Here is the rather plain recipe I have:

  • shortcrust pastry
  • 3 oz sugar
  • 3 oz butter or margarine
  • 3 oz ground rice
  • a few drops of almond essence (not flavouring)
  • 1 egg
  1. line a patty tin with cut out circles of pastry, reserving a small amount
  2. cream the butter and sugar
  3. add the ground rice and the egg and mix well and add the essence
  4. fill the little tarts with the mixture
  5. using the left over pastry, make crosses for each tart
  6. bake for 15-20 mins at gas mark 6, 400° F, 200° C
  7. cool on a wire rack before serving with a nice cup of tea

A lovely stream

NISTELRODE POND (22)

 

A Rivulet

It is a lovely stream; its wavelets purl
As if they echoed to the fall and rise
Of the capricious breeze; each upward curl
That splashes pearl, mirrors the fairy eyes
Of viewless passer, and the billows hurl
Their sparkles on her lap, as over she flies
And see, where onward whirls, within a ring
Of smoothest dimples, a dark foxglove bell
Half stifled by the gush encircling;
Perchance some tiny sprite crawled to that shell
To sleep away the noon, and winds did swing
Him into rest; for the warm sun was well
Shaded off by the long and silky down;
So I will save it, lest the elf should drown.

Thomas Lovell Beddoes

 

Bhugias… aka bhaji

British people have been in love with spices and spiced food for far longer than most people think; even before spices were commonplace, people loved eating hot and fiery stuff such as watercress, mustard and horseradish. What is commonly called ‘Indian’ food, which comes in actual fact from many different countries, and with a wonderful and exciting range of regional variations, has been appearing in recipe books almost from the very fist collections of recipes were gathered together.

Here is a hundred year old recipe for bhugias, which we would call bhajis:

  • 5 oz flour
  • 2 tsps finely chopped onion
  • 1 tsp finely chopped garlic
  • ½ tsp cayenne pepper
  • 1 tsp curry powder
  • 1 tbsp chopped cooked cabbage
  • ½ tsp baking powder
  • ½ salt
  • 2 eggs throughly beaten
  • deep fat for frying
  1. mix all the dry ingredients except the baking powder really well together
  2. mix in the eggs, really well
  3. lastly add the baking powder just before frying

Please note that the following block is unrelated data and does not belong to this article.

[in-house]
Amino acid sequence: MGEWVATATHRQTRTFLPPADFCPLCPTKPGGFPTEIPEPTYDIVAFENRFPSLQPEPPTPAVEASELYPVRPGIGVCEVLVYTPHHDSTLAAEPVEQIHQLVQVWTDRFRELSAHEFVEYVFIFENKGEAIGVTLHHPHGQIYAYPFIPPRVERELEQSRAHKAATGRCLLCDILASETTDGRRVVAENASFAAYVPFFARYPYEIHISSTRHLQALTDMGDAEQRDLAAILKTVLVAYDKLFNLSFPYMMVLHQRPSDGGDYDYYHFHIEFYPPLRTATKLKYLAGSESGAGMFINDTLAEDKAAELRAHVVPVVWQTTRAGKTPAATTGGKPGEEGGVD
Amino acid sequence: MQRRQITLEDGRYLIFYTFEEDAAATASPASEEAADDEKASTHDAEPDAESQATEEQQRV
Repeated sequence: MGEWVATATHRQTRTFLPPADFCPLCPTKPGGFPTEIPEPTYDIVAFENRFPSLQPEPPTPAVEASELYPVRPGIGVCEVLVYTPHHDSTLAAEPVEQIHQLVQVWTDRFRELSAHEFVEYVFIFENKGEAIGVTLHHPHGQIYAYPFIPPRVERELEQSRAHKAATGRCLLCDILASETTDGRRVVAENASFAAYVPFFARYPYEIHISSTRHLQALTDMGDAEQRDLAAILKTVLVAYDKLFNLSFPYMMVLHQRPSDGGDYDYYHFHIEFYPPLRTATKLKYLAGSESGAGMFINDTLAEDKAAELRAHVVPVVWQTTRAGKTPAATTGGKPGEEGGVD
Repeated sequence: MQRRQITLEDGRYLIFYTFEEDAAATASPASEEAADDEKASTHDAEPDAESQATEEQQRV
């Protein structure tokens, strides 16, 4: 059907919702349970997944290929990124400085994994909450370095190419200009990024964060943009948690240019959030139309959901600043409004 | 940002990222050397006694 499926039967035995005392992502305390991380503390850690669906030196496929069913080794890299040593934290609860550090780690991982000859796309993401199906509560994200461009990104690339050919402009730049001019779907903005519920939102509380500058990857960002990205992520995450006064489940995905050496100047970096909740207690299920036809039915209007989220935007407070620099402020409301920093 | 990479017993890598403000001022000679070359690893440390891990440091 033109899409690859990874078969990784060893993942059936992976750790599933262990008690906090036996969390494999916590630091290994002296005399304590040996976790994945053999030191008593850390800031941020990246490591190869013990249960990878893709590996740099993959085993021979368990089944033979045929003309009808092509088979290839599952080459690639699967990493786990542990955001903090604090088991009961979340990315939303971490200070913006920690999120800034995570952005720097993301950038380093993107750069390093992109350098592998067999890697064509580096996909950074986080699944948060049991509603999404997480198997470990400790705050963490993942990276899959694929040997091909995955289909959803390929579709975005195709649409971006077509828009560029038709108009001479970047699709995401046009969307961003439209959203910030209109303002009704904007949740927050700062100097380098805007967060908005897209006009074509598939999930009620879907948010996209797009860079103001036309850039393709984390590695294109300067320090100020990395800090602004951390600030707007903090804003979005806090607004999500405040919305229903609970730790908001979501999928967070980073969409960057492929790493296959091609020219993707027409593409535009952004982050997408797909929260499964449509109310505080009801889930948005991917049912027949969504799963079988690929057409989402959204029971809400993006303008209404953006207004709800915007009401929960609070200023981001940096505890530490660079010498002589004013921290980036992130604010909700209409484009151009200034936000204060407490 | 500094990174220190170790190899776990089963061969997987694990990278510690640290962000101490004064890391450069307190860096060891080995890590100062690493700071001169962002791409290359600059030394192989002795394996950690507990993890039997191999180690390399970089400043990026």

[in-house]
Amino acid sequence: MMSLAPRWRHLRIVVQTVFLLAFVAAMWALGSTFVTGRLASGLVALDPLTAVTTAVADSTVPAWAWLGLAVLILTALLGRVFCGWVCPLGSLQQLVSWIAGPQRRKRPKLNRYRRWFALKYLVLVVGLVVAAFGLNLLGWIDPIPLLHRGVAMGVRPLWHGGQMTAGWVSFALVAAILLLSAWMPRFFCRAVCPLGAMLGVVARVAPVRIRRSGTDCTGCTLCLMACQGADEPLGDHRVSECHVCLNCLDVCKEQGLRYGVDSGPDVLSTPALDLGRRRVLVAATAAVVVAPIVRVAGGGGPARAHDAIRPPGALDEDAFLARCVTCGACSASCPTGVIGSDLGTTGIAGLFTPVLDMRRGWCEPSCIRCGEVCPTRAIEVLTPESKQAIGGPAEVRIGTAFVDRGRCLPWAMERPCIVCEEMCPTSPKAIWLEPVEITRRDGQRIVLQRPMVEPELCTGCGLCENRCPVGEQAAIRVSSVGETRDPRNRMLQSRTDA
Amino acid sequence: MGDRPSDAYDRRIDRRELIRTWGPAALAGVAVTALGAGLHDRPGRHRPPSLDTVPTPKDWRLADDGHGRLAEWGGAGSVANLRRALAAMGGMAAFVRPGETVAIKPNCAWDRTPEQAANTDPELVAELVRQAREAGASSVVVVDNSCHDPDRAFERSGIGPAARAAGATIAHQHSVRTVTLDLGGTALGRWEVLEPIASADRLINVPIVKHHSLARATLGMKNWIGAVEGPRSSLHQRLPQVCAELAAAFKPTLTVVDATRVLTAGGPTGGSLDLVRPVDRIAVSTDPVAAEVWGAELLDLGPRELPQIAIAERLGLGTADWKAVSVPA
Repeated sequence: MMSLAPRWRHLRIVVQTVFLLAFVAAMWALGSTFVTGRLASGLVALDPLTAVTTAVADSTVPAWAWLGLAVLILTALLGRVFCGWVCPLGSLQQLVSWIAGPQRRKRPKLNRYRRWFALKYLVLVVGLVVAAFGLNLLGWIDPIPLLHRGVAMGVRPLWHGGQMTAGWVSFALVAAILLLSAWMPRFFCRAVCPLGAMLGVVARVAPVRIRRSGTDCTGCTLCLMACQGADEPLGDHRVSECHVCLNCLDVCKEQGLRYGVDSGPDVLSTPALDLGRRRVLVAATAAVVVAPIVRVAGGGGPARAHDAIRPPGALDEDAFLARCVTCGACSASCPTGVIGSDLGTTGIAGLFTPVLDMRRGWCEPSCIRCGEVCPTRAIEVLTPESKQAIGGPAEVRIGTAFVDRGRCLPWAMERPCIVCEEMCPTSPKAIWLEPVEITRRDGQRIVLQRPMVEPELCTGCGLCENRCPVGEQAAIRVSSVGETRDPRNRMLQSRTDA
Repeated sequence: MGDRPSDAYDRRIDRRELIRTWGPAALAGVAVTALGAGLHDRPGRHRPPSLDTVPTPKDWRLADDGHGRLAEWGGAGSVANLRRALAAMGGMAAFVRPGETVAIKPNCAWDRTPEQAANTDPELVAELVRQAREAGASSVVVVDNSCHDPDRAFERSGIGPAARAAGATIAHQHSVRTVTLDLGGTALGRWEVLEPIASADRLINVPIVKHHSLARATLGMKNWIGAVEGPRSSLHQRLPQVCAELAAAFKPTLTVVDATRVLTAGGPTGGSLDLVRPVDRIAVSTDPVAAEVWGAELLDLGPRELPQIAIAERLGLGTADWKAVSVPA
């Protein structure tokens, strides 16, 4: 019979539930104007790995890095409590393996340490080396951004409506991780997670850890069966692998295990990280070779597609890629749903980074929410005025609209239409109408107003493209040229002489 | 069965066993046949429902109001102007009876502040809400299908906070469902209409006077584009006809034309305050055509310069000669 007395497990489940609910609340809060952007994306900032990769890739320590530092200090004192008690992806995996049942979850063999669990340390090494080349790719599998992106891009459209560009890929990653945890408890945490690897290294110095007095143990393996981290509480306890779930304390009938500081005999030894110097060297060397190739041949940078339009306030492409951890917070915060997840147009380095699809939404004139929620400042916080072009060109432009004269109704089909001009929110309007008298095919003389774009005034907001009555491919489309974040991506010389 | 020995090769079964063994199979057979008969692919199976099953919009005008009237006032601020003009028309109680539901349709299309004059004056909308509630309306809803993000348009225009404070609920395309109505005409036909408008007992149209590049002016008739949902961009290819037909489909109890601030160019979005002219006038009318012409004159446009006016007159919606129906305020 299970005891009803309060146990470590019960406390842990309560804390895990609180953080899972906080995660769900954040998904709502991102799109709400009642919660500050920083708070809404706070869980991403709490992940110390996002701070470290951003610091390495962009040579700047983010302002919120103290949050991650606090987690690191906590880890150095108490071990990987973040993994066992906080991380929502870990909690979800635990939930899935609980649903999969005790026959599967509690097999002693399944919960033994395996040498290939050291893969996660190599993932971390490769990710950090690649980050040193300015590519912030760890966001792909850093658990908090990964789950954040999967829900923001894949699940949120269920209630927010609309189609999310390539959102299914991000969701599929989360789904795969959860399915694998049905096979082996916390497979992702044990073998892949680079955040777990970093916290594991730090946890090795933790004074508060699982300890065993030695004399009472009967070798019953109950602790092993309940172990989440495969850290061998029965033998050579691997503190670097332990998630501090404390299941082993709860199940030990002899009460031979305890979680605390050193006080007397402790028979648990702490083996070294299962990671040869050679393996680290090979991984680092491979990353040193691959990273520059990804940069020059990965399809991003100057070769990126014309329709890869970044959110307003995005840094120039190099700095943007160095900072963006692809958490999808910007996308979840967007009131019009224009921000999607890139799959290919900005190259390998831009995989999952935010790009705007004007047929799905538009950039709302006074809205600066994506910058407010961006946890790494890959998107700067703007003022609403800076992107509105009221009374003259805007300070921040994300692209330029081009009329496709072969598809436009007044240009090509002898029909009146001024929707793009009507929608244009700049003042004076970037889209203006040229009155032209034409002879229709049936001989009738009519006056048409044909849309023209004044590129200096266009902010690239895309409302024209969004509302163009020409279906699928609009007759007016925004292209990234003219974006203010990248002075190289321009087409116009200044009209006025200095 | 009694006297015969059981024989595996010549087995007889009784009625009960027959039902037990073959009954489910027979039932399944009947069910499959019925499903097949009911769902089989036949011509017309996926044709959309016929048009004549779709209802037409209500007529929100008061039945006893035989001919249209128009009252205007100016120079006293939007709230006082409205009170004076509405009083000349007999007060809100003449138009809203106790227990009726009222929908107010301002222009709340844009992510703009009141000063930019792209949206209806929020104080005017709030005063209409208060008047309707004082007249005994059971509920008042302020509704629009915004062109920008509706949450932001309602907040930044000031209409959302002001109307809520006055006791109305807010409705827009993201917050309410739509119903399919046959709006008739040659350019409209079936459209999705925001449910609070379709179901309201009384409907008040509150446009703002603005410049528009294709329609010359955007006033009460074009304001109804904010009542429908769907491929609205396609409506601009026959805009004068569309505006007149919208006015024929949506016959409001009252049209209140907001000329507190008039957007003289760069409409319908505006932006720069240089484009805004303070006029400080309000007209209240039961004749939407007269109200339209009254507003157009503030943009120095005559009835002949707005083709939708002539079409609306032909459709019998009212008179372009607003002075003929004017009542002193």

4. drop the mixture a teaspoonful at a time into the smoking hot fat
  5. cook until brown and nicely swollen
  6. drain on kitchen paper and serve very hot

The recipe doesn’t actually mention kitchen paper, I guess a hundred years ago they would have used a cloth.

This nameless bird

The translation of the title is, ‘Your heavenly Father feeds them’, and maybe it is no surprise that Robert Hawker was a clergyman. he was born in 1803 in Plymouth and was a Cornishman through and through. He is not well-known at all, and yet his famous song  The Song of the Western Men, with its well-known line  ‘And shall Trelawny die? / Here’s twenty thousand Cornish men / will know the reason why!’ is almost a Cornish anthem. He was only twenty-two when he wrote it and he went on to write many more poems.

In his time he was well-known for burying drowned seamen, if he hadn’t they may have just been left for the sea to take them again or be given an unmarked burial on the beach. He also introduced the idea of harvest thanksgiving, which is such an important  festival in the church today.

Pater Vester Pascit Illa

Our bark is on the waters! wide around
The wandering wave; above, the lonely sky:
Hush! a young sea-bird floats, and that quick cry
Shrieks to the levelled weapon’s echoing sound:
Grasp its lank wing, and on, with reckless bound!
Yet, creature of the surf, a sheltering breast
To-night shall haunt in vain thy far-off nest,
A call unanswered search the rocky ground.
Lord of Leviathan! when Ocean heard
Thy gathering voice, and sought his native breeze;
When whales first plunged with life, and the proud deep
Felt unborn tempests heave in troubled sleep,
Thou didst provide, even for this nameless bird,
Home and a natural love amid the surging seas.

Robert Stephen Hawker